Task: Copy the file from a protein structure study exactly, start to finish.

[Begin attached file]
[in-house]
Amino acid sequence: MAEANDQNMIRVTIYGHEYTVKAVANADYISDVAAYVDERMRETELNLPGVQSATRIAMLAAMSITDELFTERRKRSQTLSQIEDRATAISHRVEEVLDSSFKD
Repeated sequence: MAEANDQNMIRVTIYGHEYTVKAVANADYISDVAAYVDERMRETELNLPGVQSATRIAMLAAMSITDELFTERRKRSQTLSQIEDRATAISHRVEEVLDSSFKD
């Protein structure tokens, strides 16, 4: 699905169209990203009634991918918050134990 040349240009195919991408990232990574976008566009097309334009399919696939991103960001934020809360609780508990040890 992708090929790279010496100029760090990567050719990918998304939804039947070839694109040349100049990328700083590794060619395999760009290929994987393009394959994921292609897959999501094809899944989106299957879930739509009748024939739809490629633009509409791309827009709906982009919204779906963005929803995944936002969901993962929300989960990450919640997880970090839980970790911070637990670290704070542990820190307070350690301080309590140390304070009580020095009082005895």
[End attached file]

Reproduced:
[in-house]
Amino acid sequence: MAEANDQNMIRVTIYGHEYTVKAVANADYISDVAAYVDERMRETELNLPGVQSATRIAMLAAMSITDELFTERRKRSQTLSQIEDRATAISHRVEEVLDSSFKD
Repeated sequence: MAEANDQNMIRVTIYGHEYTVKAVANADYISDVAAYVDERMRETELNLPGVQSATRIAMLAAMSITDELFTERRKRSQTLSQIEDRATAISHRVEEVLDSSFKD
């Protein structure tokens, strides 16, 4: 699905169209990203009634991918918050134990 040349240009195919991408990232990574976008566009097309334009399919696939991103960001934020809360609780508990040890 992708090929790279010496100029760090990567050719990918998304939804039947070839694109040349100049990328700083590794060619395999760009290929994987393009394959994921292609897959999501094809899944989106299957879930739509009748024939739809490629633009509409791309827009709906982009919204779906963005929803995944936002969901993962929300989960990450919640997880970090839980970790911070637990670290704070542990820190307070350690301080309590140390304070009580020095009082005895």